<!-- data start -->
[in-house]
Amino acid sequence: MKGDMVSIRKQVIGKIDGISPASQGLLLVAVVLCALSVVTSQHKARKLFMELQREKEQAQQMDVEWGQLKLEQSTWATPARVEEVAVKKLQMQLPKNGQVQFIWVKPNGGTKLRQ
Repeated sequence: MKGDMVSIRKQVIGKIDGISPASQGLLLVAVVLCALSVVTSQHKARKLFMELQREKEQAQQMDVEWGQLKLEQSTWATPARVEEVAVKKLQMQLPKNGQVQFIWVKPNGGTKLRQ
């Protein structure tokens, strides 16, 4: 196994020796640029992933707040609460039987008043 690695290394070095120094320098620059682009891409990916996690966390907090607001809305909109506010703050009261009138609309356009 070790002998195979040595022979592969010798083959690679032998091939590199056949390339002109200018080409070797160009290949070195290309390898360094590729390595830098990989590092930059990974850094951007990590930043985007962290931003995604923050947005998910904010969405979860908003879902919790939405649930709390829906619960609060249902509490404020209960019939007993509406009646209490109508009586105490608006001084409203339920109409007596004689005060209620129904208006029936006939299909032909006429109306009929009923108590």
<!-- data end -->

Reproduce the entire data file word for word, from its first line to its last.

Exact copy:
[in-house]
Amino acid sequence: MKGDMVSIRKQVIGKIDGISPASQGLLLVAVVLCALSVVTSQHKARKLFMELQREKEQAQQMDVEWGQLKLEQSTWATPARVEEVAVKKLQMQLPKNGQVQFIWVKPNGGTKLRQ
Repeated sequence: MKGDMVSIRKQVIGKIDGISPASQGLLLVAVVLCALSVVTSQHKARKLFMELQREKEQAQQMDVEWGQLKLEQSTWATPARVEEVAVKKLQMQLPKNGQVQFIWVKPNGGTKLRQ
């Protein structure tokens, strides 16, 4: 196994020796640029992933707040609460039987008043 690695290394070095120094320098620059682009891409990916996690966390907090607001809305909109506010703050009261009138609309356009 070790002998195979040595022979592969010798083959690679032998091939590199056949390339002109200018080409070797160009290949070195290309390898360094590729390595830098990989590092930059990974850094951007990590930043985007962290931003995604923050947005998910904010969405979860908003879902919790939405649930709390829906619960609060249902509490404020209960019939007993509406009646209490109508009586105490608006001084409203339920109409007596004689005060209620129904208006029936006939299909032909006429109306009929009923108590």